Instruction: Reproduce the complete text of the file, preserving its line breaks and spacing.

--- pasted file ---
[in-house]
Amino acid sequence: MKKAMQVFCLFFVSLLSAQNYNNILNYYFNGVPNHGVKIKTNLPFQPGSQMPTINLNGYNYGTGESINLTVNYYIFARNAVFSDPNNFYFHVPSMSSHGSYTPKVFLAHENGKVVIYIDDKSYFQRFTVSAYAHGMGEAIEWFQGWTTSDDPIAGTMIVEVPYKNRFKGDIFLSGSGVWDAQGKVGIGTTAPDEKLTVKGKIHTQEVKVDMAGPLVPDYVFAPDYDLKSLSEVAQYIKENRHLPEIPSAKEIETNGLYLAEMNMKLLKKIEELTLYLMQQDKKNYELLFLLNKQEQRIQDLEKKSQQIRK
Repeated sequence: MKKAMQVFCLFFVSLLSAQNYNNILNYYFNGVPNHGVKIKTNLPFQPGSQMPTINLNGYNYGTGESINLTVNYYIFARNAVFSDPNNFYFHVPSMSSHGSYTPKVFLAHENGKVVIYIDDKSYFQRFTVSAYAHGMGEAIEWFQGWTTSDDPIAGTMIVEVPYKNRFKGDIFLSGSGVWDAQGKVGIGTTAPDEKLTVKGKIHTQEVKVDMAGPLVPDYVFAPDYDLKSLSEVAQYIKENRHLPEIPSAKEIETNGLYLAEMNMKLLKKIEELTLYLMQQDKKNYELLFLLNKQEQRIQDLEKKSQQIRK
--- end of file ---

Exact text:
[in-house]
Amino acid sequence: MKKAMQVFCLFFVSLLSAQNYNNILNYYFNGVPNHGVKIKTNLPFQPGSQMPTINLNGYNYGTGESINLTVNYYIFARNAVFSDPNNFYFHVPSMSSHGSYTPKVFLAHENGKVVIYIDDKSYFQRFTVSAYAHGMGEAIEWFQGWTTSDDPIAGTMIVEVPYKNRFKGDIFLSGSGVWDAQGKVGIGTTAPDEKLTVKGKIHTQEVKVDMAGPLVPDYVFAPDYDLKSLSEVAQYIKENRHLPEIPSAKEIETNGLYLAEMNMKLLKKIEELTLYLMQQDKKNYELLFLLNKQEQRIQDLEKKSQQIRK
Repeated sequence: MKKAMQVFCLFFVSLLSAQNYNNILNYYFNGVPNHGVKIKTNLPFQPGSQMPTINLNGYNYGTGESINLTVNYYIFARNAVFSDPNNFYFHVPSMSSHGSYTPKVFLAHENGKVVIYIDDKSYFQRFTVSAYAHGMGEAIEWFQGWTTSDDPIAGTMIVEVPYKNRFKGDIFLSGSGVWDAQGKVGIGTTAPDEKLTVKGKIHTQEVKVDMAGPLVPDYVFAPDYDLKSLSEVAQYIKENRHLPEIPSAKEIETNGLYLAEMNMKLLKKIEELTLYLMQQDKKNYELLFLLNKQEQRIQDLEKKSQQIRK